In September, Tyndale House releases contemporary offerings The Story Keeper by best-selling author Lisa Wingate and Driftwood Tides by Gina Holmes. The Story Keeper centers around a New York City editor who gets caught up in the story after a mysterious manuscript appears on her desk, while Driftwood Tides brings together an isolated widower and the daughter his late wife gave up for adoption—whom he didn’t know.
“We’ve always been strong in contemporary women’s fiction, but historical is still selling, and romance is making a comeback,” said Jan Stob, senior acquisition editor of fiction for Tyndale. “We also have a debut dystopian novel coming out next year by Rachelle Dekker (daughter of award-winning author Ted Dekker). The nice thing about Tyndale is that we have always been very diversified.”
While Bethany, HarperCollins, Tyndale and WaterBrook Multnomah all report holding steady this year in the number of titles they are releasing, Moody’s fiction imprint, River North, has cut its list to just a handful.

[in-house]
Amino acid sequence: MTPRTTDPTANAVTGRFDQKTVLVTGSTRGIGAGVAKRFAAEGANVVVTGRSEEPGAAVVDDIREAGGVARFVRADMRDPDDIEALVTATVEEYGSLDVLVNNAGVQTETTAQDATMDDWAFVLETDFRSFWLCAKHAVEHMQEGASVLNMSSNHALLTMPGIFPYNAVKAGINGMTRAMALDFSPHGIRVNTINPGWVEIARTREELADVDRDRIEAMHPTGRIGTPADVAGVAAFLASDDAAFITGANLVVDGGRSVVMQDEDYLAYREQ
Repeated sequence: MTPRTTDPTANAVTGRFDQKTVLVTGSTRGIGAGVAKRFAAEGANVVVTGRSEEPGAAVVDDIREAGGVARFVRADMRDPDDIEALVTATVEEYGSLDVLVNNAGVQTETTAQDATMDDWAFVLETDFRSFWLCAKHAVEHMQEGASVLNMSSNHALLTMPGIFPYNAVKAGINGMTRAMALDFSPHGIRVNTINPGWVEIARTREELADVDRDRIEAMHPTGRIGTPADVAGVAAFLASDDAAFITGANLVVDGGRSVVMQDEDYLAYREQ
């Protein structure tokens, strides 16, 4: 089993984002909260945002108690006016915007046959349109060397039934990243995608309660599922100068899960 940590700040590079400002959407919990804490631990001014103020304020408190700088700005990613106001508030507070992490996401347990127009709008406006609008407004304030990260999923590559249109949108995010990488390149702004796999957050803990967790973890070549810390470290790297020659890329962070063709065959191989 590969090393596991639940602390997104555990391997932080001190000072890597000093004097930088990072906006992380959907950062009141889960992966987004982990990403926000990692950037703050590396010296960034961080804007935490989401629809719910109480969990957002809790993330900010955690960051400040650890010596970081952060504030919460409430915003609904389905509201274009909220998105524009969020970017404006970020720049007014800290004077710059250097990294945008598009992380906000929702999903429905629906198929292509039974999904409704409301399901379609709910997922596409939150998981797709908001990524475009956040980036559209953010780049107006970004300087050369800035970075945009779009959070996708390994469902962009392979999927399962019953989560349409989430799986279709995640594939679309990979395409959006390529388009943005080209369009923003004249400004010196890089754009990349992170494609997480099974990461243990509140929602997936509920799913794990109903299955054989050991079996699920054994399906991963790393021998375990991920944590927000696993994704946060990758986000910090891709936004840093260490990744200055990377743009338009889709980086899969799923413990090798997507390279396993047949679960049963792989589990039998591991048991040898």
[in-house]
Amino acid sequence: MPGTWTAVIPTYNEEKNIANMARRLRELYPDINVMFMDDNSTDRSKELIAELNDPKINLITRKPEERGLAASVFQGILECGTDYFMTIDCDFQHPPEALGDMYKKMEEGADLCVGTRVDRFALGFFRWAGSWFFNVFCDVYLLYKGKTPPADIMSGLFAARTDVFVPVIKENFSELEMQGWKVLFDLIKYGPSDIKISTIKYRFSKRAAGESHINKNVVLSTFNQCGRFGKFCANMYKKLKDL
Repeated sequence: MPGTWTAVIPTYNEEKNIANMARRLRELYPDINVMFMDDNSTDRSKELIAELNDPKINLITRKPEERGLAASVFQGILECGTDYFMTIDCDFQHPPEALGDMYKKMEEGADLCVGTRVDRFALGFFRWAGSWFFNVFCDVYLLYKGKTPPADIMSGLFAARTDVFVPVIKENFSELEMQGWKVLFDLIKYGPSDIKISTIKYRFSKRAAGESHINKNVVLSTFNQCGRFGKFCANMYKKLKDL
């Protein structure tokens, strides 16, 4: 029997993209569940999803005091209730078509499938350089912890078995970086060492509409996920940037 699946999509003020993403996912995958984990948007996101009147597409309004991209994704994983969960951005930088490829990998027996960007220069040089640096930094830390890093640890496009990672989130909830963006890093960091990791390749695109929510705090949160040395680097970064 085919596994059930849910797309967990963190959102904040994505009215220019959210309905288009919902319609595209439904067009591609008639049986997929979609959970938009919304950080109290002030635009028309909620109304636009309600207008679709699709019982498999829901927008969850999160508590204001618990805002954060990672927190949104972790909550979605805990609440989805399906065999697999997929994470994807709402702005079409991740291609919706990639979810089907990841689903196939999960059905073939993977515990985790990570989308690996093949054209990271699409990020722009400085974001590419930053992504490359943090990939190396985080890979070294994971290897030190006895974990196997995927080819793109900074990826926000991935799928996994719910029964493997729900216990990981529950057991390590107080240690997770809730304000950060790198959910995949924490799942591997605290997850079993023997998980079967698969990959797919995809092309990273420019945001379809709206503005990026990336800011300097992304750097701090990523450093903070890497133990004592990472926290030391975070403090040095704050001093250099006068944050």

“We are trying to publish smarter,” said Janis Backing, publicity manager. “Before, if we found a good story we thought people should read, we would publish it. Now we can concentrate on finding out what people want to read and find the right stories.”
River North’s two fall offerings include debut novel Farewell Four Waters by Kate McCord (October), author of the nonfiction title In the Land of Blue Burqas and the business fable Sync or Swim by Gary Chapman (of “Five Love Languages” fame), Paul White and Harold Myra (November).
Kregel continues to make slow and steady inroads with its own fiction as well as imports from U.K.-based publishing partner Lion Hudson. From Kregel, The Bachelor by Stephanie Reed is the second title in the “Plain City Peace” series (October).
“Kregel fiction has focused on stories with a strong sense of place and history,” said Adam Ferguson, chief publicist. “For example, The Bachelor is the second in an Amish romance series, but it’s set in Plain City, Ohio, during the Vietnam War era. All of these elements add chances to pique the interest of the reader and provide bookstores with more merchandising and grouping possibilities.”